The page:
By Marcia Daniel, Chief Client Officer, Ferrilli
In the spring of 2021, the Colonial Pipeline data breach hit the southeastern United States particularly hard. For the first time in a generation, there were gasoline shortages that caused service stations to close and long lines at the pumps that somehow remained open. For many of us in the region, it was the first time that data security had impacted our lives on a truly fundamental level. It wasn’t just about personal finance anymore; but our ability to get to the grocery store, drive the kids to soccer practice, or visit loved ones we hadn’t seen in ages.
Here in the summer of 2021, higher education finds itself in a similar circumstance. For years, we’ve known that colleges and universities are among hackers’ favorite targets. We’ve read the stories of ransomware attacks that cost some institutions more than a million dollars. We’ve come to understand the brand damage that can accompany a high-profile breach. But as technology proliferates our campuses and data is used in new ways, something even more important is at stake. Higher education data security is fast becoming a question of student success.
Of all the ways analytics can help improve institutional performance, those aimed at student persistence and retention are among those gaining the most traction. More and more, colleges and universities are looking into systems that employ predictive modeling, artificial intelligence, and machine learning to intervene with at-risk students at the earliest stages possible. It sounds complicated, but the concept is actually quite simple: identify behaviors that correlate with poor academic performance, monitor for those behaviors, and reach out when a student exhibits enough of them to warrant intervention.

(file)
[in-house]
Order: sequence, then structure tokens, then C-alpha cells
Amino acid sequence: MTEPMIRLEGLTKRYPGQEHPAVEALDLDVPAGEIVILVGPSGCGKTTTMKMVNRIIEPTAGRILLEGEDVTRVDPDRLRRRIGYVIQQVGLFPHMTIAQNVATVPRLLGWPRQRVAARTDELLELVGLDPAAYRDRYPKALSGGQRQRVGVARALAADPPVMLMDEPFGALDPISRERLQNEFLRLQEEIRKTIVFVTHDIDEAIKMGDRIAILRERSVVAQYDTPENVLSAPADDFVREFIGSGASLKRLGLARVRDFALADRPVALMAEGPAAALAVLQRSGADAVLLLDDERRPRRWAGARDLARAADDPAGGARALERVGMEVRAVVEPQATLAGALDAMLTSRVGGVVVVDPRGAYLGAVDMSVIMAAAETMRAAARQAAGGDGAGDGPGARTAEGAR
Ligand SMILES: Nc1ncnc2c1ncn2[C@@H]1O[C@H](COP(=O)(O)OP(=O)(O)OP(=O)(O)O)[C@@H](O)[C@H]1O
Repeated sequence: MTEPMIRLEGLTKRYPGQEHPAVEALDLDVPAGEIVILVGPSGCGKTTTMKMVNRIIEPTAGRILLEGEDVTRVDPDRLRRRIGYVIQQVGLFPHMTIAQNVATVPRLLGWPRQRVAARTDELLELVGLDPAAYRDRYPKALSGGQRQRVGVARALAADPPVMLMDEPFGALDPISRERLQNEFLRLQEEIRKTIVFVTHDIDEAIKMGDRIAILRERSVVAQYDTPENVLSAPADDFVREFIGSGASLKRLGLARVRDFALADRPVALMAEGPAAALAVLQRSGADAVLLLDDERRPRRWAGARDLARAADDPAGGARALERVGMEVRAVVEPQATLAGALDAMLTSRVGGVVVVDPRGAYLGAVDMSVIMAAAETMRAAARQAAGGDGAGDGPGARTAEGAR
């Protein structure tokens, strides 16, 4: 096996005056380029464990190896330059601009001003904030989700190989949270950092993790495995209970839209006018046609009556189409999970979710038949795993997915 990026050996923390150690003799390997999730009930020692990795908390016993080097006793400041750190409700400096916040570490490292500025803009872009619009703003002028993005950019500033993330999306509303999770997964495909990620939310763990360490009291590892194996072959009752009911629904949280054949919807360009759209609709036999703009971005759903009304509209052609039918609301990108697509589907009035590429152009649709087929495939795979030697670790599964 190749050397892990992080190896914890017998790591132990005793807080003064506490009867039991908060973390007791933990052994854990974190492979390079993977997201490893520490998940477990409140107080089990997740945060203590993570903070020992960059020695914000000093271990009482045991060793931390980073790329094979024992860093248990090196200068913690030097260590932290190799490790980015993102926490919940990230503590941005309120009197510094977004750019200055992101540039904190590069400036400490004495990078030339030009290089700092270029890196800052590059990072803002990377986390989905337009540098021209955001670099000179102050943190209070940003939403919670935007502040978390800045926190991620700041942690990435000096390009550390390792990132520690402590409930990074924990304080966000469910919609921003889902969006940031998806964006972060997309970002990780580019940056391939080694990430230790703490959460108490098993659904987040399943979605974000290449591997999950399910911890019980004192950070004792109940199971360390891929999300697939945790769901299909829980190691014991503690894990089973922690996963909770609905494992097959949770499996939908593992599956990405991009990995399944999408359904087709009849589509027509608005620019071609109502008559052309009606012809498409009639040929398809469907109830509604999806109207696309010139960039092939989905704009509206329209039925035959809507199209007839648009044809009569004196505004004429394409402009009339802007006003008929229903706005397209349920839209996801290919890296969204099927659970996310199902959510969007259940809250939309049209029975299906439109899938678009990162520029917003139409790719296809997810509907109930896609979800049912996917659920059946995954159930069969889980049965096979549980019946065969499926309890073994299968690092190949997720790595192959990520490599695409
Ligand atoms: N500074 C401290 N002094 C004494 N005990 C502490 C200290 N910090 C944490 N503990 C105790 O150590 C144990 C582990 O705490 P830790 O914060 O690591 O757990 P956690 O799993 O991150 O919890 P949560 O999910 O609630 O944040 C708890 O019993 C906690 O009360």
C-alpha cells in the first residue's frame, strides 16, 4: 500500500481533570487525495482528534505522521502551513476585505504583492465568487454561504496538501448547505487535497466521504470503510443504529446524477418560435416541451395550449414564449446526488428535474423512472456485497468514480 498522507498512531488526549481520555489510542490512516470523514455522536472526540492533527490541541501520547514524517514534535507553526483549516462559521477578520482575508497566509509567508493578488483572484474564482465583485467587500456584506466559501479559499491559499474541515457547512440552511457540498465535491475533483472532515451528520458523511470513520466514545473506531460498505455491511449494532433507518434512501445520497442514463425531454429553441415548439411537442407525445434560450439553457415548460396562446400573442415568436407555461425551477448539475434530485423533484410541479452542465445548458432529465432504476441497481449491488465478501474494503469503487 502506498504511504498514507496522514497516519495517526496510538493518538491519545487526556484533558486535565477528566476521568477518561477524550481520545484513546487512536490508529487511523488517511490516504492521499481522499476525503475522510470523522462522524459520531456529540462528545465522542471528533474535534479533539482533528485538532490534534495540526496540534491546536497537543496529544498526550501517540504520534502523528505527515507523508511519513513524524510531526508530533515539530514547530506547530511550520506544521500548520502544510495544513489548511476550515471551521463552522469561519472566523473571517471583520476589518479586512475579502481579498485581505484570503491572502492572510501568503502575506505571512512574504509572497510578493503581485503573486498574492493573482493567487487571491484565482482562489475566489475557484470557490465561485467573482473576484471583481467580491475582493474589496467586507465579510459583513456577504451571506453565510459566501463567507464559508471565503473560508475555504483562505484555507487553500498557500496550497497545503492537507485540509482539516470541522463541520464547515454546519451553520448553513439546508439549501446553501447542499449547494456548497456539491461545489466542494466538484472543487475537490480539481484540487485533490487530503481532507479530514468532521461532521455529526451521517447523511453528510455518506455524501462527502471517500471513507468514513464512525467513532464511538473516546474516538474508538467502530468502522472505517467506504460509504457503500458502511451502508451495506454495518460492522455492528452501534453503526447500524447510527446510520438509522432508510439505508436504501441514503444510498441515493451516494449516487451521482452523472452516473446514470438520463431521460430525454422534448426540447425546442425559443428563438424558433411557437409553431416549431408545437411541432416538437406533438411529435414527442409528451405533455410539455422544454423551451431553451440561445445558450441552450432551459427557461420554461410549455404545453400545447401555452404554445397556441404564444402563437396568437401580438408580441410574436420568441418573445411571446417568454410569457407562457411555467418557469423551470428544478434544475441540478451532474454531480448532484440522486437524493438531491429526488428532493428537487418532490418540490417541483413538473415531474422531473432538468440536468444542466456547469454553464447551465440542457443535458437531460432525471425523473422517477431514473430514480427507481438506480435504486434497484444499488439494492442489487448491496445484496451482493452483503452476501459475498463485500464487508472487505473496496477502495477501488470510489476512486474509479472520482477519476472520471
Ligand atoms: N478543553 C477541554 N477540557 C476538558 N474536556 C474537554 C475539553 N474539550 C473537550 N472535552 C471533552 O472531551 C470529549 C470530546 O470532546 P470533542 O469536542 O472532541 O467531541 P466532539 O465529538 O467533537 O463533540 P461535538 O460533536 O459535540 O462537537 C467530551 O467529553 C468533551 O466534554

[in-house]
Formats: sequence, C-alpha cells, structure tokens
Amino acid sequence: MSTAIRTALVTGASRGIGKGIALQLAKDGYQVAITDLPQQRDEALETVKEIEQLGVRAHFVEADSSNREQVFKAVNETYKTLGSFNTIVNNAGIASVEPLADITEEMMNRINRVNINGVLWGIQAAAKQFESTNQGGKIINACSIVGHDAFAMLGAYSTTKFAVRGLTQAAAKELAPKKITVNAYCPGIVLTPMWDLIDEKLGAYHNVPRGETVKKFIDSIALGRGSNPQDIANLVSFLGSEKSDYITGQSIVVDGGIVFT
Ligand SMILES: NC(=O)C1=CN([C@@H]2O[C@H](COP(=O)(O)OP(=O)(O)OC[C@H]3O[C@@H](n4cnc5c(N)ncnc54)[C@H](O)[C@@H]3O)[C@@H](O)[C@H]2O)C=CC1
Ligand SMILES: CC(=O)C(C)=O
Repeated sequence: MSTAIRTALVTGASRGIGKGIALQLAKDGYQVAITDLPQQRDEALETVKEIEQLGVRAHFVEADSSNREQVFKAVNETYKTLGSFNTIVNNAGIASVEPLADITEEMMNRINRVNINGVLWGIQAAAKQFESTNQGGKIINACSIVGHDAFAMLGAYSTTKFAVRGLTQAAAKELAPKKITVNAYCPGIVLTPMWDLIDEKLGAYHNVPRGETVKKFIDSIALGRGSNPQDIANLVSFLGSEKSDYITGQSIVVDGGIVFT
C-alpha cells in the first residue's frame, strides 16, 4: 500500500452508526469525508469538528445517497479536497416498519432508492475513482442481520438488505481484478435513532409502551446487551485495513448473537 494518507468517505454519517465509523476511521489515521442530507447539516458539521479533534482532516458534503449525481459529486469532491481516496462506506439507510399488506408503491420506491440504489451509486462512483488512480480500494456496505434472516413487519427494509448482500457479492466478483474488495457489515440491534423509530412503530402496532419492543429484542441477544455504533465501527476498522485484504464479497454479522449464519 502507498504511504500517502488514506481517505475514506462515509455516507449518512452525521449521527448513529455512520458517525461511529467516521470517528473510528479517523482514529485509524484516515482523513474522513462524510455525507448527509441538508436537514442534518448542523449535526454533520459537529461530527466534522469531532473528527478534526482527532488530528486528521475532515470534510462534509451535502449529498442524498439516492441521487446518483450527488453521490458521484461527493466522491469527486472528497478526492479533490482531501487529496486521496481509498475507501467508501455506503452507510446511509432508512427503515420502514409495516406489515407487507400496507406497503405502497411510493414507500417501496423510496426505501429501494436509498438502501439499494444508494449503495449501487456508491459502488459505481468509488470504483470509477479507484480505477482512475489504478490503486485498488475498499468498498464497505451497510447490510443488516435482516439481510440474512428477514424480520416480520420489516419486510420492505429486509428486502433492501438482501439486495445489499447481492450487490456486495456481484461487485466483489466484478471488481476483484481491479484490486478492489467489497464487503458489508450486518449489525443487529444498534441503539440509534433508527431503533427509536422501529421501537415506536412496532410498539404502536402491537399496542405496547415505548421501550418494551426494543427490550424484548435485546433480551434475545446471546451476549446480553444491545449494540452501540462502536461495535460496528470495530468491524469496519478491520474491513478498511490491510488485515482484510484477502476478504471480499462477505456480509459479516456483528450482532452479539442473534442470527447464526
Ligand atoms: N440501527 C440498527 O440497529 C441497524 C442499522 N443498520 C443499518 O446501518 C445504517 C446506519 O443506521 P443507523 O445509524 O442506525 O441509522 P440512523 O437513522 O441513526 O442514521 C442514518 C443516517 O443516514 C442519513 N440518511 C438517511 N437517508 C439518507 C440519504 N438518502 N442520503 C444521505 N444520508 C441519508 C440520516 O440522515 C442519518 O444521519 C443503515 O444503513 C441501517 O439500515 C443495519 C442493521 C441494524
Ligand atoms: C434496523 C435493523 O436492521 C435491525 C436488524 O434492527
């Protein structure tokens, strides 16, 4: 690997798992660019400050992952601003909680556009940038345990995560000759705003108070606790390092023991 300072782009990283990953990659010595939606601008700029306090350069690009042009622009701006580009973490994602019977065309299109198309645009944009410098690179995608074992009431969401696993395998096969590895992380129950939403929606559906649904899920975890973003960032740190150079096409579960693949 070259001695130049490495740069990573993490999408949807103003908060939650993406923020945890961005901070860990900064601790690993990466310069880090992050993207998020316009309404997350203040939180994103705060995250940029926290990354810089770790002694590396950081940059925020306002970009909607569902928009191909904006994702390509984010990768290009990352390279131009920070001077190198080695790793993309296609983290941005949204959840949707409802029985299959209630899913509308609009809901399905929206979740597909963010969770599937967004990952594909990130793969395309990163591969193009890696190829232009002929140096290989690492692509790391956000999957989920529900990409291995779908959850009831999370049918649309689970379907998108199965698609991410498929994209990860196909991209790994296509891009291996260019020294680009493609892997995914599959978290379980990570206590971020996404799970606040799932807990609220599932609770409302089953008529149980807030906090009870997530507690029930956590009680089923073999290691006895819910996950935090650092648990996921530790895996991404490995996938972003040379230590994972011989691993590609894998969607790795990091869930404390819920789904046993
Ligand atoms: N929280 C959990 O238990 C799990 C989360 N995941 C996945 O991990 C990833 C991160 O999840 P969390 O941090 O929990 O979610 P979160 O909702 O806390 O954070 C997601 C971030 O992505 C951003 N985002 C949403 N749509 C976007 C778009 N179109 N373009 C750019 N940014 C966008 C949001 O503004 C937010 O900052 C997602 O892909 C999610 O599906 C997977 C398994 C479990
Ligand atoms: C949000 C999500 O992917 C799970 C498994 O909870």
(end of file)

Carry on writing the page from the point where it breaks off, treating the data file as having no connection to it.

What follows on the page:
Say a student hasn’t visited the library in several weeks, has been skipping meals at the dining hall, hasn’t filed for financial aid on time, or has exhibited other traits indicative of dropping out. When enough of those boxes are checked, these groundbreaking systems generate automated texts and emails that encourage the student to see his or her advisor or take advantage of other support mechanisms. It may sound like next generation technology to some, but these systems have been piloted for some time. Better yet, early returns show that they are working.
But here’s the rub: in order for adoption of these systems to reach critical mass and make a significant impact on student success in the aggregate, students will have to buy-in – and their endorsement won’t come easy.
Some are already conjuring images of Big Brother – complaining that these systems are too intrusive and raising ethical questions about how student data is collected and used. And while recent surveys demonstrate that students largely trust institutions as responsible stewards of their personal information, they are evenly split on the more targeted question of student success analytics. An October 2020 study conducted by EDUCAUSE finds that just 53 percent of students are “comfortable with my institution’s use of my personal data to help achieve my educational goals.”
So, at the very moment student outcomes are coming under intensified scrutiny, and tools for improving those outcomes are becoming more widely available, we find ourselves in a place where students could go either way on whether or not colleges and universities should be trusted to use those tools responsibly.
That puts the real cost of a data breach into context, and it elevates higher education data security to a place it has never been before. What was once a strictly financial and reputational concern is now something that cuts to the very core of the institution’s mission and reason for being. What was once about what we have to lose is now about what we stand to gain.
And for those who still can’t get past the dollars and cents of it all, consider the three pronged costs associated with a single student dropping out – both in terms of lost institutional revenue, the impact on local economies writ large and the impact on the student’s life. You’ll see that it doesn’t take long before improved graduation and completion rates can offset even the most aggressive ransomware attack – and that you have yet another reason to take higher education data security more seriously than ever before.
If you have questions or concerns about the data security on your campus, Ferrilli is here to help. We’re mission-driven to ensuring higher ed is safe and secure! Get in touch with us today to start a conversation.